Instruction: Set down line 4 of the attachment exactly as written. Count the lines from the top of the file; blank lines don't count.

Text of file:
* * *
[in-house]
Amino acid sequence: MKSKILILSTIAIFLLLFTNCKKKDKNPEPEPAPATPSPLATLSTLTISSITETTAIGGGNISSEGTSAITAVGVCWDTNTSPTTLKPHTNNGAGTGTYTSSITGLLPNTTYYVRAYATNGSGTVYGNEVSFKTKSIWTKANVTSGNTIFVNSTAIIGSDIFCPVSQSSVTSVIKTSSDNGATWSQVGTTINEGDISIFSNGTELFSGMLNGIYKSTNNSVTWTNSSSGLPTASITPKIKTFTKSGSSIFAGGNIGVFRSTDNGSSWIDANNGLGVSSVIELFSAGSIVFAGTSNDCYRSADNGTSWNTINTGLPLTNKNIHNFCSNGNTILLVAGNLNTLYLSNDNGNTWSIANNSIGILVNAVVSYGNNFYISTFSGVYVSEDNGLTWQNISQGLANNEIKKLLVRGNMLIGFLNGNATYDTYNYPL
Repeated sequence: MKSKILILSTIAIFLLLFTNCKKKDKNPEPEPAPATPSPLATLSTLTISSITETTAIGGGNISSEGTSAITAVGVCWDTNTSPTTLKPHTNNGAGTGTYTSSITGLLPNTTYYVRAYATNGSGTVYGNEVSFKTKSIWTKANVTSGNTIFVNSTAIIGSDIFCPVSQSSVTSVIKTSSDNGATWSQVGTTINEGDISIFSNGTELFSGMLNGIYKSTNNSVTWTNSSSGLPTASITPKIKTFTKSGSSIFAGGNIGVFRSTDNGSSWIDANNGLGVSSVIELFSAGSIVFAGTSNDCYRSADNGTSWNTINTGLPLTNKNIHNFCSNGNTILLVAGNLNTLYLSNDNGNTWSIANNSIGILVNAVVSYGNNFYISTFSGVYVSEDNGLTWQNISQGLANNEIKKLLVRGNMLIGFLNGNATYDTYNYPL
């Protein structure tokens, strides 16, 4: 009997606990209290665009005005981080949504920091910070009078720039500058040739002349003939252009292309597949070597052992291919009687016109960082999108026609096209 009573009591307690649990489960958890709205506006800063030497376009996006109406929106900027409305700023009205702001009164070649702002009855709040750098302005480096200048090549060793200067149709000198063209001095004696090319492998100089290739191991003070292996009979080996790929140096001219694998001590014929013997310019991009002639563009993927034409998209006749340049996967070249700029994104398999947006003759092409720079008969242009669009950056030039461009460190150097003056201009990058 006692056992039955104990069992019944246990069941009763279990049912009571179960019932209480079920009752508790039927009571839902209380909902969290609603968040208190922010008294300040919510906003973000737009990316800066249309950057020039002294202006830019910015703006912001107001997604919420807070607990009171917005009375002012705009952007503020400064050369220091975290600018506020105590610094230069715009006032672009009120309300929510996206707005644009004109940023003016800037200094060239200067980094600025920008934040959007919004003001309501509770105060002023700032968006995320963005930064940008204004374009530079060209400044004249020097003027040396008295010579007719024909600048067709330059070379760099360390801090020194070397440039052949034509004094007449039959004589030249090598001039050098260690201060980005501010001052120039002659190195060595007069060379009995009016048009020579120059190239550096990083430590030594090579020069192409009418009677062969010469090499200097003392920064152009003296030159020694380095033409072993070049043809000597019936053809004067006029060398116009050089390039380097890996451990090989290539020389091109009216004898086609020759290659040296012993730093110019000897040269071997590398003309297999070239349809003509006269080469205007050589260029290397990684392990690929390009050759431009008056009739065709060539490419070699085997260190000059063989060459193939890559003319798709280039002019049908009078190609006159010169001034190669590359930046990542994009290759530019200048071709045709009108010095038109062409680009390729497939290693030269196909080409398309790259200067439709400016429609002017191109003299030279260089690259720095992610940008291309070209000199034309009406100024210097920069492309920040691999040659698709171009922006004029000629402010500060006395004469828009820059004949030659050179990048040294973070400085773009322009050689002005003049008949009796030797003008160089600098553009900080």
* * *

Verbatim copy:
């Protein structure tokens, strides 16, 4: 009997606990209290665009005005981080949504920091910070009078720039500058040739002349003939252009292309597949070597052992291919009687016109960082999108026609096209 009573009591307690649990489960958890709205506006800063030497376009996006109406929106900027409305700023009205702001009164070649702002009855709040750098302005480096200048090549060793200067149709000198063209001095004696090319492998100089290739191991003070292996009979080996790929140096001219694998001590014929013997310019991009002639563009993927034409998209006749340049996967070249700029994104398999947006003759092409720079008969242009669009950056030039461009460190150097003056201009990058 006692056992039955104990069992019944246990069941009763279990049912009571179960019932209480079920009752508790039927009571839902209380909902969290609603968040208190922010008294300040919510906003973000737009990316800066249309950057020039002294202006830019910015703006912001107001997604919420807070607990009171917005009375002012705009952007503020400064050369220091975290600018506020105590610094230069715009006032672009009120309300929510996206707005644009004109940023003016800037200094060239200067980094600025920008934040959007919004003001309501509770105060002023700032968006995320963005930064940008204004374009530079060209400044004249020097003027040396008295010579007719024909600048067709330059070379760099360390801090020194070397440039052949034509004094007449039959004589030249090598001039050098260690201060980005501010001052120039002659190195060595007069060379009995009016048009020579120059190239550096990083430590030594090579020069192409009418009677062969010469090499200097003392920064152009003296030159020694380095033409072993070049043809000597019936053809004067006029060398116009050089390039380097890996451990090989290539020389091109009216004898086609020759290659040296012993730093110019000897040269071997590398003309297999070239349809003509006269080469205007050589260029290397990684392990690929390009050759431009008056009739065709060539490419070699085997260190000059063989060459193939890559003319798709280039002019049908009078190609006159010169001034190669590359930046990542994009290759530019200048071709045709009108010095038109062409680009390729497939290693030269196909080409398309790259200067439709400016429609002017191109003299030279260089690259720095992610940008291309070209000199034309009406100024210097920069492309920040691999040659698709171009922006004029000629402010500060006395004469828009820059004949030659050179990048040294973070400085773009322009050689002005003049008949009796030797003008160089600098553009900080």